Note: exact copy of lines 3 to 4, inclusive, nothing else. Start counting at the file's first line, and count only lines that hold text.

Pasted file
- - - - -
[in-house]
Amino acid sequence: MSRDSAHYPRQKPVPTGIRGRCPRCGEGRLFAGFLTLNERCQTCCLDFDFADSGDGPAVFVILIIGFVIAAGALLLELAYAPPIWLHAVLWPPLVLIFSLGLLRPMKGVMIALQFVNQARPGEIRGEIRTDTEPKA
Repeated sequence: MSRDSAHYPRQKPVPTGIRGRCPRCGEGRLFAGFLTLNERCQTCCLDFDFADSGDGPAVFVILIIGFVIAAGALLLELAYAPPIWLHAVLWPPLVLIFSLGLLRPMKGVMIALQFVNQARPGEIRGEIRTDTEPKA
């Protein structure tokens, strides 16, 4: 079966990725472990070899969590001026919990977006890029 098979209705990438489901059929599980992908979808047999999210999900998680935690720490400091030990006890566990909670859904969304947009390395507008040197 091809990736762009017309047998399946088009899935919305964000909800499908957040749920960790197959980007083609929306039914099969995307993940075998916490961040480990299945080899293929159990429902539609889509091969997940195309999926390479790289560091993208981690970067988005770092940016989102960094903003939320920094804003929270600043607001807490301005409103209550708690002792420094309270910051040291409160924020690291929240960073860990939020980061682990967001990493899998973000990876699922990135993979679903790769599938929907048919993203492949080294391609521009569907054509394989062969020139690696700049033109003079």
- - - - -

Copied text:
Repeated sequence: MSRDSAHYPRQKPVPTGIRGRCPRCGEGRLFAGFLTLNERCQTCCLDFDFADSGDGPAVFVILIIGFVIAAGALLLELAYAPPIWLHAVLWPPLVLIFSLGLLRPMKGVMIALQFVNQARPGEIRGEIRTDTEPKA
């Protein structure tokens, strides 16, 4: 079966990725472990070899969590001026919990977006890029 098979209705990438489901059929599980992908979808047999999210999900998680935690720490400091030990006890566990909670859904969304947009390395507008040197 091809990736762009017309047998399946088009899935919305964000909800499908957040749920960790197959980007083609929306039914099969995307993940075998916490961040480990299945080899293929159990429902539609889509091969997940195309999926390479790289560091993208981690970067988005770092940016989102960094903003939320920094804003929270600043607001807490301005409103209550708690002792420094309270910051040291409160924020690291929240960073860990939020980061682990967001990493899998973000990876699922990135993979679903790769599938929907048919993203492949080294391609521009569907054509394989062969020139690696700049033109003079």